These guidelines were accepted by the Board of Trustees upon recommendations by the Student Affairs Committee of the Board of Trustees in February 1987 and generally reflect guidelines established by the American College Health Association.
In general it is recommended that no specific or detailed information concerning complaints or diagnosis be provided to faculty, administrators, or even parents, without the expressed written permission of the patient in each case. This position with respect to health records is supported by amendment to the Family Education Rights and Privacy Act of 1974.
Certainly no person, group, agency, insurer, employer, or institution should be provided any medical information without the prior specific written consent of the patient. Given the possibility of unintended or accidental compromise of the confidentiality of information, health services physicians should carefully weigh the importance of including any specific information regarding the existence of AIDS, AIDS- related illness, or a positive HIV antibody test in the medical record except in circumstances of medical necessity created by the evaluation of an ill ness. The inclusion of any such information in the medical record should be discussed with the patient prior to its entry.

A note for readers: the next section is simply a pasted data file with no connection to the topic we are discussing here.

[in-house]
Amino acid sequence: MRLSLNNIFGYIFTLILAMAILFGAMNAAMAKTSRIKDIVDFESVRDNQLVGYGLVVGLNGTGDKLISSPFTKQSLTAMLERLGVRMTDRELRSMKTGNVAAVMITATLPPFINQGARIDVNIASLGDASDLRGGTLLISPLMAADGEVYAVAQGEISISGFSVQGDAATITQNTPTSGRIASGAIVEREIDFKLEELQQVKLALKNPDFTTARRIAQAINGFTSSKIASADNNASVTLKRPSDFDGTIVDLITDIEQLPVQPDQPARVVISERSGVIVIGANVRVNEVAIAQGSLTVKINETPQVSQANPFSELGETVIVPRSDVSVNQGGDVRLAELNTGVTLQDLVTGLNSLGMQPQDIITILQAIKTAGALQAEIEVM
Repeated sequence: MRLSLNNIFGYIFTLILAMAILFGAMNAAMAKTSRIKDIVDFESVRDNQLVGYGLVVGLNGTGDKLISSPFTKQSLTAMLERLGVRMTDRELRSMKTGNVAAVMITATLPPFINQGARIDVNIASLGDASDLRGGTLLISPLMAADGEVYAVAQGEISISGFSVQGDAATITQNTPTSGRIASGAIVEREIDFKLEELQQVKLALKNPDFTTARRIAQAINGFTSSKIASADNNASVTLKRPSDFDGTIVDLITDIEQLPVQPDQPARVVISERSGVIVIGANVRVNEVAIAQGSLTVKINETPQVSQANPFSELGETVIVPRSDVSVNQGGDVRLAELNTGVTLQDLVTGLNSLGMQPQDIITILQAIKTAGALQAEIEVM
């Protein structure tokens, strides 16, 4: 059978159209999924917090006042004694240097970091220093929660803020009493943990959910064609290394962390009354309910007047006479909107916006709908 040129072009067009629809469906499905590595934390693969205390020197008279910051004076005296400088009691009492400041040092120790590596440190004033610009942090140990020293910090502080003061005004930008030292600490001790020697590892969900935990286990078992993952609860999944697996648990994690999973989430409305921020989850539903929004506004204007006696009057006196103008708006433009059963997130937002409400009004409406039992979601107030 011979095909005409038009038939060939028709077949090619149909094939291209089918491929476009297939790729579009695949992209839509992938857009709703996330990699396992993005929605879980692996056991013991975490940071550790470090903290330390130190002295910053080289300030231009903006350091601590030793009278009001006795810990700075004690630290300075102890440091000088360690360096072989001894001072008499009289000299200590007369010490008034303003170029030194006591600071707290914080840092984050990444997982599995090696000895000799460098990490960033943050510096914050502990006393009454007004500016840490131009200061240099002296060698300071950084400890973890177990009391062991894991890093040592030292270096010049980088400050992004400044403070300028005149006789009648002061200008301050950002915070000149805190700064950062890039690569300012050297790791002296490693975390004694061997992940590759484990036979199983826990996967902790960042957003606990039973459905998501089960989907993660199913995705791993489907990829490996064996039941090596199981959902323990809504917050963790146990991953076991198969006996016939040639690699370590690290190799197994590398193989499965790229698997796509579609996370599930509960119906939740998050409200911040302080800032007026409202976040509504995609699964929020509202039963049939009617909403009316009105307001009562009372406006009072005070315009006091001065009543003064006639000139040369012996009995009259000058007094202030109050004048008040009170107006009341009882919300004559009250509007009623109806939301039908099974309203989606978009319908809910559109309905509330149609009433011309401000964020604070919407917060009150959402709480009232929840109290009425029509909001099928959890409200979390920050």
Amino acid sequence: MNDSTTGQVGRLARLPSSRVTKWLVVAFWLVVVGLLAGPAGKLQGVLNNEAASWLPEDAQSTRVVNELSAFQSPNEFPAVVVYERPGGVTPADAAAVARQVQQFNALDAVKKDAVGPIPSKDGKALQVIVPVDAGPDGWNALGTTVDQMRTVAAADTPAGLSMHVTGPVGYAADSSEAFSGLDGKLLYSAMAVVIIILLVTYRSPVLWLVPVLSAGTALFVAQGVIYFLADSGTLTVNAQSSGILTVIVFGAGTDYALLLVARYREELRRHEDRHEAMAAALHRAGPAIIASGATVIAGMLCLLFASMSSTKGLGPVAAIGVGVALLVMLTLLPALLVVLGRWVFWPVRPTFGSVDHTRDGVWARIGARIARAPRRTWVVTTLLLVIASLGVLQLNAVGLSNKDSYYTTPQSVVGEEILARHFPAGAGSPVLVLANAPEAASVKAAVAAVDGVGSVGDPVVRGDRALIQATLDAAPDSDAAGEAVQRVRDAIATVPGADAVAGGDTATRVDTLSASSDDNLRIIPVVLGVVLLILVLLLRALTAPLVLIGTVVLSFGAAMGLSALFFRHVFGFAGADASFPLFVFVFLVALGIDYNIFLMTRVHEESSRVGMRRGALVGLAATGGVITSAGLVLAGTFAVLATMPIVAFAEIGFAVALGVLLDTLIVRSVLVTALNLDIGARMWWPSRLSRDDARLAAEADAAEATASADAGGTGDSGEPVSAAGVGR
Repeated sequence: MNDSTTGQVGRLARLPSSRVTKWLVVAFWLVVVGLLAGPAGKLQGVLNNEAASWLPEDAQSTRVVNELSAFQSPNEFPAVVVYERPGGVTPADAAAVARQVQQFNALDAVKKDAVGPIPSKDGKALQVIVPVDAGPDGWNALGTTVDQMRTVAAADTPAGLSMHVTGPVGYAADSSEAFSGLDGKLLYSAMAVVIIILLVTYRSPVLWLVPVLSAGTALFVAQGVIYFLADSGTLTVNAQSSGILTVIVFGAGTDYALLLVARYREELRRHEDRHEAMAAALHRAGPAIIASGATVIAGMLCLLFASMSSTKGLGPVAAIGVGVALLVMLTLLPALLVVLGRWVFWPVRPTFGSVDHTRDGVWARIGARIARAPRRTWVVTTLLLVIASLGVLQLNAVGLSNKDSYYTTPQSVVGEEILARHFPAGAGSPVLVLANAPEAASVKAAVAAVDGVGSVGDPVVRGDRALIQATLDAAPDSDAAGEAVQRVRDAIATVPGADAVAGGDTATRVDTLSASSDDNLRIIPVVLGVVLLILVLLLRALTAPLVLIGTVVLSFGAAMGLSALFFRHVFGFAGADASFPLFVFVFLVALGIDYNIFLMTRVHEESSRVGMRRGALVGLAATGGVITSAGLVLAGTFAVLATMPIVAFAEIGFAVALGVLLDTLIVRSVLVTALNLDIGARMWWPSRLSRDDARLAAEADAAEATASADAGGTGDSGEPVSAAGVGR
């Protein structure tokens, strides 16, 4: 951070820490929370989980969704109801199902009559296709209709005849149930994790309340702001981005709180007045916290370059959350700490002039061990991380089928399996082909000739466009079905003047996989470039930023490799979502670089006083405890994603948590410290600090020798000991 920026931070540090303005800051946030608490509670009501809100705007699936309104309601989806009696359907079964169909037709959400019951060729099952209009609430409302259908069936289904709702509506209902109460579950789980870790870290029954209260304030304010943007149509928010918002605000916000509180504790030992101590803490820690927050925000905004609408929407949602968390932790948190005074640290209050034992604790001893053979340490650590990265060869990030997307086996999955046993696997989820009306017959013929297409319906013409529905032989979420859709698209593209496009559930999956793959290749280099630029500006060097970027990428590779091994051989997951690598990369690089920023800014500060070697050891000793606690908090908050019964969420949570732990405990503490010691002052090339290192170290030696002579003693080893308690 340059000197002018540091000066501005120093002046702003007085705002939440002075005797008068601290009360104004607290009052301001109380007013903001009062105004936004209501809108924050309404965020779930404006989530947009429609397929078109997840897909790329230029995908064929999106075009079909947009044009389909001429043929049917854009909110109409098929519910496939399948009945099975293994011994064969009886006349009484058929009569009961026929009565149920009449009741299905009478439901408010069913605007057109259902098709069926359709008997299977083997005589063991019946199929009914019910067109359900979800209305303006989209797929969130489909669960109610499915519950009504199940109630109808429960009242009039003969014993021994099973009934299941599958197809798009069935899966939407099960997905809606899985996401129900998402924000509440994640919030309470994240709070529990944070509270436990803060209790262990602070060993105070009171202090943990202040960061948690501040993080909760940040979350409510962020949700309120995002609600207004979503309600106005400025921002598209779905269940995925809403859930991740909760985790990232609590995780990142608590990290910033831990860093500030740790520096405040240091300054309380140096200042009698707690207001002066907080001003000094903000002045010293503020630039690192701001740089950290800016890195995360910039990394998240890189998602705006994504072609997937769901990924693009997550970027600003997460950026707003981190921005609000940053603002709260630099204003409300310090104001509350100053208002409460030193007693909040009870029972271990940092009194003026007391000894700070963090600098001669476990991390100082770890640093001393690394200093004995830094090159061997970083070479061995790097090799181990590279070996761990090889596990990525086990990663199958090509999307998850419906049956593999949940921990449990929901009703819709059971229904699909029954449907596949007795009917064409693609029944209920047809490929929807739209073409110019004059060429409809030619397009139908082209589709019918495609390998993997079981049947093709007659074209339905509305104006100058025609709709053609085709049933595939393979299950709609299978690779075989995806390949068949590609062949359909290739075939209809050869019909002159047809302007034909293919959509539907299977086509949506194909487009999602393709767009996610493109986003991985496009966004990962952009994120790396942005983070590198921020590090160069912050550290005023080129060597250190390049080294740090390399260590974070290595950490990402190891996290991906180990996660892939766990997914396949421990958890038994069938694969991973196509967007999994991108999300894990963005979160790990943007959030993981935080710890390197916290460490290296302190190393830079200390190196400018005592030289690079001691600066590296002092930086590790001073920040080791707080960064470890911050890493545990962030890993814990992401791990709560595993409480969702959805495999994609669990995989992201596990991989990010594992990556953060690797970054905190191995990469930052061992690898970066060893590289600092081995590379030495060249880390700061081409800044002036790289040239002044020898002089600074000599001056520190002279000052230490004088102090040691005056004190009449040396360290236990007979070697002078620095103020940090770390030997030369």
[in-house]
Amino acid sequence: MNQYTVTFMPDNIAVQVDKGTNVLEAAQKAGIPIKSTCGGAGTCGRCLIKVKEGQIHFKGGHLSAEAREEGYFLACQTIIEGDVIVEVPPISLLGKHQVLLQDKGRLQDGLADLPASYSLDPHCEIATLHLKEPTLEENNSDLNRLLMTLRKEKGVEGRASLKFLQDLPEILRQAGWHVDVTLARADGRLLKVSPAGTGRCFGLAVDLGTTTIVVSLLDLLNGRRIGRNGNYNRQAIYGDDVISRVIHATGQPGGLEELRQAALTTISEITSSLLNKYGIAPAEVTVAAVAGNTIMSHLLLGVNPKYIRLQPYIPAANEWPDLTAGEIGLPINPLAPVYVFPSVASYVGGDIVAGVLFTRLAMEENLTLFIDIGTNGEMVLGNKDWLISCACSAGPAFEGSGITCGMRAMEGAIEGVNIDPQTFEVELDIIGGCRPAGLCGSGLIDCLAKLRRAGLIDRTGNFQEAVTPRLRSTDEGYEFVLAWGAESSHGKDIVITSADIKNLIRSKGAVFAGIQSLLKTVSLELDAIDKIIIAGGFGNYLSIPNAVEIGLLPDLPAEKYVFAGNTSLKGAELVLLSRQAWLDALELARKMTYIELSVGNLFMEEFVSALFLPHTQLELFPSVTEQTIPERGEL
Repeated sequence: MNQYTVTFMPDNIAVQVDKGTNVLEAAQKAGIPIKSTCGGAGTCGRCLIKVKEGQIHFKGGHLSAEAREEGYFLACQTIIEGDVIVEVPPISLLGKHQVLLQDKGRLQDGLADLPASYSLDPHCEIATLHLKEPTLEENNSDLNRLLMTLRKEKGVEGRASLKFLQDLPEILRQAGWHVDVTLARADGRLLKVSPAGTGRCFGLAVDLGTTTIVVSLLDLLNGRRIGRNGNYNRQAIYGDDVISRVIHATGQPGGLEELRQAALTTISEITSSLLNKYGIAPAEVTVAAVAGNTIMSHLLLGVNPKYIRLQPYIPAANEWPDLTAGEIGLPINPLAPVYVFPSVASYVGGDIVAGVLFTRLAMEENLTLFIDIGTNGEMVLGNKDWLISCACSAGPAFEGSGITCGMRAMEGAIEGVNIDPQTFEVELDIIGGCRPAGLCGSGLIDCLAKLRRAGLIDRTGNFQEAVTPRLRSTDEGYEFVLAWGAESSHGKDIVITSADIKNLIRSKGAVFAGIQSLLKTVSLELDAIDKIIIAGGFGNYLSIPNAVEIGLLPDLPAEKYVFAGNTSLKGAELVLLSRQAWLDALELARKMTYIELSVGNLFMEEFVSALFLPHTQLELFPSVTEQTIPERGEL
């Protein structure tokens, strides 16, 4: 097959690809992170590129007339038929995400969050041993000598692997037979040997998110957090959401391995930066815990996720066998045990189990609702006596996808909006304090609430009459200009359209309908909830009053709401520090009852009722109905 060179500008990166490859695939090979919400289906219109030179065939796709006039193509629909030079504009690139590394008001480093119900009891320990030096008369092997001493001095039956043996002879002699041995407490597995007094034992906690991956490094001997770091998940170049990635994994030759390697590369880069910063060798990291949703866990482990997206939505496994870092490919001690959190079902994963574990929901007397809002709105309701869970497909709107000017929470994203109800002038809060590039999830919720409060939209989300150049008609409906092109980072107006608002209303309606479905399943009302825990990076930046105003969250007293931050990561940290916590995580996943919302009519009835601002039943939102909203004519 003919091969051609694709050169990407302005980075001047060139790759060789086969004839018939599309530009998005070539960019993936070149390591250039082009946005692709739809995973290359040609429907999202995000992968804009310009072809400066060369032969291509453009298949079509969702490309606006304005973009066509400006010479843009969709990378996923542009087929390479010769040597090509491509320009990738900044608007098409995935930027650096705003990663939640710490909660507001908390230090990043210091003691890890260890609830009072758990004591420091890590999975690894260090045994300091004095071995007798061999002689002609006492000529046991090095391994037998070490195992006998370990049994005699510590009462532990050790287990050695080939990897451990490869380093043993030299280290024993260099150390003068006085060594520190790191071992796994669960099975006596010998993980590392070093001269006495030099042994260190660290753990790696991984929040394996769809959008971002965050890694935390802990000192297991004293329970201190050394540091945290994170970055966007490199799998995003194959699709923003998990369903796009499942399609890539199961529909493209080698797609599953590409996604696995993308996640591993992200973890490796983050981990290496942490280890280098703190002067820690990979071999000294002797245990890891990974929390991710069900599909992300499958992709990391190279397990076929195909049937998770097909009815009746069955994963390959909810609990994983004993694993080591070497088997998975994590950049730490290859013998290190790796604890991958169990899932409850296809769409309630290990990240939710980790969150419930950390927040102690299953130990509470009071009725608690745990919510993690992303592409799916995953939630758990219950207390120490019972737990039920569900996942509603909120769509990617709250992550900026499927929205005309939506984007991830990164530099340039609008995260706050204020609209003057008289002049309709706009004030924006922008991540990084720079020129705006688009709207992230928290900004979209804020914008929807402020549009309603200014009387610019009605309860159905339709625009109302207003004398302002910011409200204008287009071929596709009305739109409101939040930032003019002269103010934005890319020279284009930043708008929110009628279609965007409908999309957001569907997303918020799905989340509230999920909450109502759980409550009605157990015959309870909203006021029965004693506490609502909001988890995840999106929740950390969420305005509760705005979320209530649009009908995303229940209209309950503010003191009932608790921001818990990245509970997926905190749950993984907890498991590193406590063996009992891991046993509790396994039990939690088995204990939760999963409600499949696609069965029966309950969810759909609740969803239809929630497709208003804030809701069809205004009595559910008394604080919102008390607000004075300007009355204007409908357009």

Health officials and other institutional officers must remember that all confidential medical information is protected by statutes and that any unauthorized disclosure of it may create legal liability.
The duty of physicians and other health care providers to protect the confidentiality of information is superseded by the necessity to protect other only in very specific, threatening circumstances. The number of people in the institution who are aware of the existence and/or identity of student or employees who have AIDS or a positive HIV antibody test should be kept to an absolute minimum to avoid the generation of unnecessary fear and anxiety among other students and staff.